Distance is always also difference. The existential meaning of distance is the fact that we exist in the World as a difference. I am different to all other human beings due to my distance to them.
I am different to the World that surrounds me. It consists of stone, water, digital units, walls, viruses. I am not a wall or a virus. My agenda is of another kind. I perceive the World at a distance. Sometimes I wish to disappear in the World, sometimes am absorbed in it, but mostly not.
Naming a concept is also naming its opposite. Darkness names light. Part names whole. Distance gives name to closeness. (Or absorption?)
If I had no distance to whatever is “outside” of me, I would go insane. I need distance in order to sort out what is going on, and in order to decide how I can relate. To find sense, to give sense.
How is it to be a stone, an animal, a cloud?
I am senseless in the act of taking a photo. Taking a photo is for me one way to be absorbed. Absorbed, but not insane.
I am not the stone, I am not the cloud, the statue, or the mirroring in a window, that I take photos of. There is a distance. I try to get close, I get closer through the act of seeing.
I don’t take a photo because I wish to depict what I see. I wish to depict what I sense. I depict the senses. And I depict the nature of the imagery.
On a conceptual plane, I investigate the space where a relation to whatever I take photos of is generated. I perform a dialogue without words. I ask the image. I imagine the image. I eliminate the distance, the difference between me, the World, the image. I depict imagination, or one could say: what images do, how they behave, what they imagine. The act of making an image is an act where the creator is absorbed in the imagery.
The image does something to me by the fact of its difference to me. The distance, the photo as a picture, as an object or as a light on a screen represents, talks back to me. And to others. I can’t be sure of what they see. Others have other memories – they have lived, loved and dreamed other imaginary spaces. But some things are common to human beings. I have to believe that. Or else I would disappear into insanity.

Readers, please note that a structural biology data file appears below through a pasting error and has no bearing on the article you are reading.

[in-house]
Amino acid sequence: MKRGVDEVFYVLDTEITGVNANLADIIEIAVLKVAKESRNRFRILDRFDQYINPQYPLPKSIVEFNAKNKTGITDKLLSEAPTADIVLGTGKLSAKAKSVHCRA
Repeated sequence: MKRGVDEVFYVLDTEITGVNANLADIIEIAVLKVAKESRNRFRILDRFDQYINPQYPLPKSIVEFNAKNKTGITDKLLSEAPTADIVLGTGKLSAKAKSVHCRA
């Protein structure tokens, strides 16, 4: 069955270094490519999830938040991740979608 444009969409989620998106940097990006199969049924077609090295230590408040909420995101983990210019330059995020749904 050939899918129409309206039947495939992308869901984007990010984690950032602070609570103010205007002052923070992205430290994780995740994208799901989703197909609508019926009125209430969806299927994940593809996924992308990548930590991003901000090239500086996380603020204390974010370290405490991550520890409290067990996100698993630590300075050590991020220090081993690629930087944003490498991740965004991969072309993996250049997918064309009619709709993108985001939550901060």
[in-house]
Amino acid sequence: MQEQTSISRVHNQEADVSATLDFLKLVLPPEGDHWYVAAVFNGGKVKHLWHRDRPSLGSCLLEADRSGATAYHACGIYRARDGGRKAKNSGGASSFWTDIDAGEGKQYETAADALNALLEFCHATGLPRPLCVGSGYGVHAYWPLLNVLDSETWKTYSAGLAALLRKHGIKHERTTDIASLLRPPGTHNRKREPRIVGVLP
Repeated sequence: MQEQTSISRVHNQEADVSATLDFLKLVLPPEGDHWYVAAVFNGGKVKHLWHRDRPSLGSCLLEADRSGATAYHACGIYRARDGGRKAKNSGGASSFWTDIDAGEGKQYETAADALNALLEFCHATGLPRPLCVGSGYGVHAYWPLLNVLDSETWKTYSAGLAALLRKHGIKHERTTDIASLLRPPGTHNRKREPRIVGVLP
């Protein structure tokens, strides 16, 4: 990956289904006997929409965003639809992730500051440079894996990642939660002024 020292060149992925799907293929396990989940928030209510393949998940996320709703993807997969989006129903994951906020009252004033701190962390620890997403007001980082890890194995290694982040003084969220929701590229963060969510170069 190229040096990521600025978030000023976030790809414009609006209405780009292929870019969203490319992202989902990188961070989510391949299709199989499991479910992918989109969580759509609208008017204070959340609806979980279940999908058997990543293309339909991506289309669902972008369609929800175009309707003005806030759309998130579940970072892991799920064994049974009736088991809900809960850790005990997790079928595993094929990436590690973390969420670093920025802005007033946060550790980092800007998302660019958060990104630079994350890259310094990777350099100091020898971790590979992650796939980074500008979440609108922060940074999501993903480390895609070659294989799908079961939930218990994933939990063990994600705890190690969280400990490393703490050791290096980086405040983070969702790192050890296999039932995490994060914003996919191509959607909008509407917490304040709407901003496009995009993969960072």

The picture is also an in-between. Always this: distance, difference, closeness, absorption – inhabiting each other. Like when we meet each other in a conversation: the distance can be eliminated for a short moment. Is it a fact? Or a paradox?
For me a picture is a membrane as well as a network. I breathe through the image, I see through the image, I sense through the image. The interpretation – or what the image speaks about – is generated by a network of resemblances, differences, symbolic meanings, cultural references, perceptual effects.
An image is never alone. An image is part of other images.
How great can a distance between two images be before there is no sense? Non-sense? We intuitively look for resemblances. Things to recognize. Two or more images touch each other at a distance.
Formations of images construct blocks of percepts and affects, networks and paths of meaning and senselessness – like in a dream.
On a path one can go both ways – back and forth. Images create networks of paths to the World and allow the World to eliminate the distance it has to us.
In that way, the image is an actor, a ghost, a senseless, mad trickster. The image is dreaming us.
”Good sense told us that an act of resembling consisted in exhibiting the ideal and formal unity of two objects, two persons, or two separated material substrata; the dream-work, by contrast, provides Freud with an occasion to insist on the vector of contact, material and not formal (Berührung), that generates processes or paths of resemblance in dream imagery. To resemble no longer means, then, a settled state, but a process, an active figuration that, little by little or all of a sudden, makes two elements touch that previously were separated (or separated according to the order of discourse)” Didi-Hubermann, Georges (2005)
Didi-Hubermann, G. (2005) Confronting Images, University park, USA: The Pennsylvania State University Press, p. 150.